In this view you can manage input for code generators. Without this view you can use a model, a module or an element as input for a code generator. However, often this is not sufficient. There are at least two cases where this is not enough:
- A single element or module as input for a code generator might not reach all elements that are required to get valid code generation results.
- The generation input might include several elements of a certain type but the code generator should only generate something for one of them. How should he know which one to use?
Here the generation input comes to the rescue. A generation input gets an individual name and description. The name and description is more focused on the generation purpose and might differ significantly from the names of models or modules. You make the following assignments to a generation input:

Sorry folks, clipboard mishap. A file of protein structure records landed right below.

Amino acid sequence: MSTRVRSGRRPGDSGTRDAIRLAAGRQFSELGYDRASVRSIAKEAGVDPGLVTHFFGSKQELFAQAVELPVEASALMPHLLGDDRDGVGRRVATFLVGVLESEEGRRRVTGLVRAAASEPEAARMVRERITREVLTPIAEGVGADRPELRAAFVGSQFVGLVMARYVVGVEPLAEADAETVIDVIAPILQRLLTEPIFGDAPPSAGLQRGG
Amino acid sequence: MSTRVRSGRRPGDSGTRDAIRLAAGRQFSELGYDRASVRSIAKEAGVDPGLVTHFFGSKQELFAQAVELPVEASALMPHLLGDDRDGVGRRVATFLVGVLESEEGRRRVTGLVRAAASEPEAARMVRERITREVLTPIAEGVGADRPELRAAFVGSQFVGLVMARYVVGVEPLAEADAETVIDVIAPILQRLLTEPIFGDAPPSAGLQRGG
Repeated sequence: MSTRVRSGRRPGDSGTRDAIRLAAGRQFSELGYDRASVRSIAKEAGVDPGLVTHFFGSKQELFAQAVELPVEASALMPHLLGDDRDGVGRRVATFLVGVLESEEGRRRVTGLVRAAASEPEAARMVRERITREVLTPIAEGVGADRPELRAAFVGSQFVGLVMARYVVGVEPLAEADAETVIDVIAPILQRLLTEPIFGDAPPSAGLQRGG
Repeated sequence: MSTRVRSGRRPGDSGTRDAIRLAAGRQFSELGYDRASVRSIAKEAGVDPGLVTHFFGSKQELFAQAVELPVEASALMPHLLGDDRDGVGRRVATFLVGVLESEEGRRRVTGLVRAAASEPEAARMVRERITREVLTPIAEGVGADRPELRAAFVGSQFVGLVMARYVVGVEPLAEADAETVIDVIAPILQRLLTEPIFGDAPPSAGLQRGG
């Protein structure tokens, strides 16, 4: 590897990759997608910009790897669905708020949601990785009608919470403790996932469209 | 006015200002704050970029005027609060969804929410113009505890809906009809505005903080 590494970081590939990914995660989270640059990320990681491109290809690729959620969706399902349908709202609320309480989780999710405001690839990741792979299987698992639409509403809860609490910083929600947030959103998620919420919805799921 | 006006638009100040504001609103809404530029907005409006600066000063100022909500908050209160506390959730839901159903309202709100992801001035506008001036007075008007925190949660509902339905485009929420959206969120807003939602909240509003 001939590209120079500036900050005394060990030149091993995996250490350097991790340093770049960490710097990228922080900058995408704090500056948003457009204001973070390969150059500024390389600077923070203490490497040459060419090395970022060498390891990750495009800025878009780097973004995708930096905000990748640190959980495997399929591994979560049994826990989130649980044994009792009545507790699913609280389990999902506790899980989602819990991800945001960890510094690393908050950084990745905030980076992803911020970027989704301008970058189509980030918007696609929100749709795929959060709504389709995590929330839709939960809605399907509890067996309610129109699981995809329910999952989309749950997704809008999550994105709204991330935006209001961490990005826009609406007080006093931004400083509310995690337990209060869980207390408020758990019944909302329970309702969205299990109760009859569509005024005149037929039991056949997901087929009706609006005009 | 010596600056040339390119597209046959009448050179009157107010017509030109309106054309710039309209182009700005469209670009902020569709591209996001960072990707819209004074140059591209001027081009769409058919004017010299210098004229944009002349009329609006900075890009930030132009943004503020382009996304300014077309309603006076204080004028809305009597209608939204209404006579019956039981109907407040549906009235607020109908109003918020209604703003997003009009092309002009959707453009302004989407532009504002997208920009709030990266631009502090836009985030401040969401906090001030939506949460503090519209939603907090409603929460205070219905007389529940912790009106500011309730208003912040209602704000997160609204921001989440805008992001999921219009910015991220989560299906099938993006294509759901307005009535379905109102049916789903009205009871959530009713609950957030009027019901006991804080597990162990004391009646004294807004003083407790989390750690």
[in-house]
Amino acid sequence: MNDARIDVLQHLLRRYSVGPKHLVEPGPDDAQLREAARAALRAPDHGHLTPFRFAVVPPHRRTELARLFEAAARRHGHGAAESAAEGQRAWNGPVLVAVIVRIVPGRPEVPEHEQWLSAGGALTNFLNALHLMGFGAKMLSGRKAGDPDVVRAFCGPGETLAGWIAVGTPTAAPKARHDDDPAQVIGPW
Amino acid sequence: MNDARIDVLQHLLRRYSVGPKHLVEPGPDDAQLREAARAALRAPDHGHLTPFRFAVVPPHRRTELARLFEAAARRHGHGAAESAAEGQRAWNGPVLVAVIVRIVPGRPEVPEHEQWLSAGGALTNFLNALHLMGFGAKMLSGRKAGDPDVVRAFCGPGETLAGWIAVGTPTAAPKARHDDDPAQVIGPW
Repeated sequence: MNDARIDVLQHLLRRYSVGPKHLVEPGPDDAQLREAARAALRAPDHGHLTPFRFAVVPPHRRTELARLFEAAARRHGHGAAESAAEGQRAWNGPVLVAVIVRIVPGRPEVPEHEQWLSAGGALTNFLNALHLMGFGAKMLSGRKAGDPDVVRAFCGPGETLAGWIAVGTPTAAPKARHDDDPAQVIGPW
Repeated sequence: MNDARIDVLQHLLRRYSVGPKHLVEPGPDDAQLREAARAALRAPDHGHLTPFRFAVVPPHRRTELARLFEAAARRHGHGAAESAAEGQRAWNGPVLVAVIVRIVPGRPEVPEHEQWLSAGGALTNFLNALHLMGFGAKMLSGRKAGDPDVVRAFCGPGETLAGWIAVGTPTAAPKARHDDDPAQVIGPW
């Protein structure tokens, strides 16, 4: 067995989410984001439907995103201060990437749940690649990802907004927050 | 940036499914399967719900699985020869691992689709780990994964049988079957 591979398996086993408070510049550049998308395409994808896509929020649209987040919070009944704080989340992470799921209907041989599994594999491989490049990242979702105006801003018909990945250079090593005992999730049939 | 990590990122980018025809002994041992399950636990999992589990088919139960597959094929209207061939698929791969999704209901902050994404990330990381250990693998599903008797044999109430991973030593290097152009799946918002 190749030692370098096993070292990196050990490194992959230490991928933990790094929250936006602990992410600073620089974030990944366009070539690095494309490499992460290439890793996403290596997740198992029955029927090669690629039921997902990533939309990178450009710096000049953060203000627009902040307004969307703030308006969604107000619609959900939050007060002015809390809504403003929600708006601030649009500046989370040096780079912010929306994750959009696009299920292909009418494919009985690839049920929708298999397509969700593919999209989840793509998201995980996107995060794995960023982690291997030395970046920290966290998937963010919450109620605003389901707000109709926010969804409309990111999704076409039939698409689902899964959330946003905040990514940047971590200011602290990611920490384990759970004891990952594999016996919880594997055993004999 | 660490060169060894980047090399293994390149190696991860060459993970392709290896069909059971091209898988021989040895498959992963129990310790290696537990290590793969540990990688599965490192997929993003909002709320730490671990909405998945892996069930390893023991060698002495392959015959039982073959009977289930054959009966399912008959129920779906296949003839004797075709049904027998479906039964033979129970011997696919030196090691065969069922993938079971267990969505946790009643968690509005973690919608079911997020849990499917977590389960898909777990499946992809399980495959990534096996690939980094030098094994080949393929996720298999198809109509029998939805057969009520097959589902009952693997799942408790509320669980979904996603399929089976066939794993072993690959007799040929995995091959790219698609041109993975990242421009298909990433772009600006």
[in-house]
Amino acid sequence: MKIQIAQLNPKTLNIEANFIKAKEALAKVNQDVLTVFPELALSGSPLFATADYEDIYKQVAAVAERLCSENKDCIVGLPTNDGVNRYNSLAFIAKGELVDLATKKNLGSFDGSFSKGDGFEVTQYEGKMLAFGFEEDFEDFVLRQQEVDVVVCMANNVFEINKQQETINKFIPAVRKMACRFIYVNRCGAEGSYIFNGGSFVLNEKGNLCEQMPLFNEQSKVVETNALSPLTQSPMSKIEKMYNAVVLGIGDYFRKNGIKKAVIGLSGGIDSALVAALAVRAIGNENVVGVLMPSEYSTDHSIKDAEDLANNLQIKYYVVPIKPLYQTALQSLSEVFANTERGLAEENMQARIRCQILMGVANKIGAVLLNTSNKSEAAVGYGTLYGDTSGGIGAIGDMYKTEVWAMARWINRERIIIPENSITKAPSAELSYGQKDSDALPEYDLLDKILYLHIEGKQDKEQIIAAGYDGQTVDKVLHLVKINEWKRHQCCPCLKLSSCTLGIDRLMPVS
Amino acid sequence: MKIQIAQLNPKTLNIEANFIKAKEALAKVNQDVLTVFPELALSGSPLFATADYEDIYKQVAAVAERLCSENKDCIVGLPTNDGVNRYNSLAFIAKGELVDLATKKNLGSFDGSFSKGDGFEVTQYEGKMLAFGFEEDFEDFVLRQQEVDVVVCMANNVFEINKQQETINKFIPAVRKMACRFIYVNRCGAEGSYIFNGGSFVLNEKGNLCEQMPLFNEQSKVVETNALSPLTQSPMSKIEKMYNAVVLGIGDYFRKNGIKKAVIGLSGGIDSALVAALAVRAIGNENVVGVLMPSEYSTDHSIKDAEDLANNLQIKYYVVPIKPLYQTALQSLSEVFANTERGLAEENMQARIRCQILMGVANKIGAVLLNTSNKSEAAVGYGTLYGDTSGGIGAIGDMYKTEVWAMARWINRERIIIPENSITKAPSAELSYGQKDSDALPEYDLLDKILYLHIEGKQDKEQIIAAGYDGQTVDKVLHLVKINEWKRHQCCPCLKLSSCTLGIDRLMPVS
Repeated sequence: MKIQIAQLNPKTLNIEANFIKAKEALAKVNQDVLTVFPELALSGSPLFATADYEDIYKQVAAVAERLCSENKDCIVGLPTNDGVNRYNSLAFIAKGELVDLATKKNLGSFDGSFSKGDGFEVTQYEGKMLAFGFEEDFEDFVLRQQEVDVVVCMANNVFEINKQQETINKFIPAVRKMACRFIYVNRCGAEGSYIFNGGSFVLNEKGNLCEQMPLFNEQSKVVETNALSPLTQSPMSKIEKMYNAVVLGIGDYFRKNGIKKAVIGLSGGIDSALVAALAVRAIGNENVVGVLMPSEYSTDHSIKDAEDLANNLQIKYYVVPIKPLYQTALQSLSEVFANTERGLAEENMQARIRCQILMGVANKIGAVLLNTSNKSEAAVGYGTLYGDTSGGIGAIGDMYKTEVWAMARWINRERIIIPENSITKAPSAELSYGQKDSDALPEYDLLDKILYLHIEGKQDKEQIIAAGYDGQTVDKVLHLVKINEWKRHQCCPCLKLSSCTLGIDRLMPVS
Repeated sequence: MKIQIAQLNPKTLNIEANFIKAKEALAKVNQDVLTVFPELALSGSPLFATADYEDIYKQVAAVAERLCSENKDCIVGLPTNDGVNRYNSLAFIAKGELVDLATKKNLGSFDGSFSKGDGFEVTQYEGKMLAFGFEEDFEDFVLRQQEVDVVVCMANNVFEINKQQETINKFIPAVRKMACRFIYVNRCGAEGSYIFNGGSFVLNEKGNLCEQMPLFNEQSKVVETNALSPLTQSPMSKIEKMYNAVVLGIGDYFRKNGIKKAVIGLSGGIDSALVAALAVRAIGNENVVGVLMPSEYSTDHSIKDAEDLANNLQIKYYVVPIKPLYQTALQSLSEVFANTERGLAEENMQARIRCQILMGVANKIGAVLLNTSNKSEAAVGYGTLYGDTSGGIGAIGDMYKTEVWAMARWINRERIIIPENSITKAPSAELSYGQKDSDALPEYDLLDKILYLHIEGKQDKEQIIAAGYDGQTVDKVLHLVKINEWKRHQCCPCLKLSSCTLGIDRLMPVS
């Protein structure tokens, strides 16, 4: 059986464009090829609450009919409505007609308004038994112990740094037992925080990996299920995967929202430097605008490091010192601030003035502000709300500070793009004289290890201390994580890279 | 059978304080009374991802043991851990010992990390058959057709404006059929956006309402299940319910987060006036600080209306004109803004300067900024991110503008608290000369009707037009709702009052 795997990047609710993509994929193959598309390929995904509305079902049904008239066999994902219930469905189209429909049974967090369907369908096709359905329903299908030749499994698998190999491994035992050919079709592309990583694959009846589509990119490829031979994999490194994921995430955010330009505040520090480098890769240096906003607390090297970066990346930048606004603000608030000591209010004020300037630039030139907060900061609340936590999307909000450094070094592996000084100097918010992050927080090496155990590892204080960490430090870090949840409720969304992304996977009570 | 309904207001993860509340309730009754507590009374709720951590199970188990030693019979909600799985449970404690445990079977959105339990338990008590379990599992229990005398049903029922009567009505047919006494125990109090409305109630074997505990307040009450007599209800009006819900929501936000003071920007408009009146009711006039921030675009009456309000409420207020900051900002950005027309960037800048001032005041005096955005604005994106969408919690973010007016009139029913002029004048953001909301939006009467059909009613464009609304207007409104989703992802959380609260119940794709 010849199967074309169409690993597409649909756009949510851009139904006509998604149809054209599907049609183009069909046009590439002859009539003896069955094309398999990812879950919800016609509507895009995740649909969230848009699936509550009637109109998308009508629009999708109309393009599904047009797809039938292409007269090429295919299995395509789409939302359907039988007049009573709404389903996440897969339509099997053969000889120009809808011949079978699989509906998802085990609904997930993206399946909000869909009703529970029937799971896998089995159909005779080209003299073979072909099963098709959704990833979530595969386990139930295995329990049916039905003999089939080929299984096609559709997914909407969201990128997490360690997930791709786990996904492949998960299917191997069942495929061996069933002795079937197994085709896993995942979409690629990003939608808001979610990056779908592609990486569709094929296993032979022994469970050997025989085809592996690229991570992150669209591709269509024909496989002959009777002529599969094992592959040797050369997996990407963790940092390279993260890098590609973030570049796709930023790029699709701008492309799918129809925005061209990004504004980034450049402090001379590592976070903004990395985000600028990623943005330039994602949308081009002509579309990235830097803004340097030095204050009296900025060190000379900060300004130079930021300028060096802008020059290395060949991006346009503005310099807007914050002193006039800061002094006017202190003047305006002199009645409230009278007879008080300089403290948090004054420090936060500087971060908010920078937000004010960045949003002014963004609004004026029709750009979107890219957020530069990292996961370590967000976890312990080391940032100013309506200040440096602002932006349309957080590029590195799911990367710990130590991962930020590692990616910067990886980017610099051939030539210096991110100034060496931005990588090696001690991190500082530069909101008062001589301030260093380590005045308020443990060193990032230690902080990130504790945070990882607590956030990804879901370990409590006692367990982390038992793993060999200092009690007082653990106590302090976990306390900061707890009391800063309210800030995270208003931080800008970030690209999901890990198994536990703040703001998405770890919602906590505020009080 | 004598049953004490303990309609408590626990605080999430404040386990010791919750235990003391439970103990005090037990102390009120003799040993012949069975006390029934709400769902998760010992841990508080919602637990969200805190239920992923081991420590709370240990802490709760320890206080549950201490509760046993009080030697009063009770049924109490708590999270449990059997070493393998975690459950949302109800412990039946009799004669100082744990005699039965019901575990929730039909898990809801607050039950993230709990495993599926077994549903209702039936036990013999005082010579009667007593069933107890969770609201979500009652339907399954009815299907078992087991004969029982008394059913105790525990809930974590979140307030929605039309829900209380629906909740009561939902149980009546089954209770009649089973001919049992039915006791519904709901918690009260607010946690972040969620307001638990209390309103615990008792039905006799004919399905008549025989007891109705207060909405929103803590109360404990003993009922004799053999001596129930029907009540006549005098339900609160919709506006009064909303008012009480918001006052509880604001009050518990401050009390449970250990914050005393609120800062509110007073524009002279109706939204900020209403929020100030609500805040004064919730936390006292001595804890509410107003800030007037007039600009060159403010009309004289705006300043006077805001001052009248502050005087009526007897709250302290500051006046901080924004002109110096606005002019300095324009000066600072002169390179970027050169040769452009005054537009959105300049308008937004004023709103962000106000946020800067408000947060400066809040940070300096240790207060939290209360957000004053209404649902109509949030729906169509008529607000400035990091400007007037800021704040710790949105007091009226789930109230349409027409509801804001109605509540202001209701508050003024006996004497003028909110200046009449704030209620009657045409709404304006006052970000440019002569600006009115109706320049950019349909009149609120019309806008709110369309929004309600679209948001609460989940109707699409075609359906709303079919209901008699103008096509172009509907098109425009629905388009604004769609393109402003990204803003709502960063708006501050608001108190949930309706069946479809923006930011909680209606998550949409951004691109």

|Model||It is mandatory to assign a model to the generation input. This determines the set of elements to be used as input for code generators.|
|Selected Elements||Optionally, you can assign one or more elements to the generation input. This way you tell a code generator, which element(s) to handle in a special way.|
|Selected Modules||Optionally, you can assign one or more modules to the generation input. This way you tell a code generator, which element(s) or module(s) to handle in a special way.|
The web modeler doesn’t prevent you from assigning elements or modules that are not part of the assigned model. It is up to the code generators to decide how to handle this, to value this as an error or a feature.
This is a screenshot of the generation input view: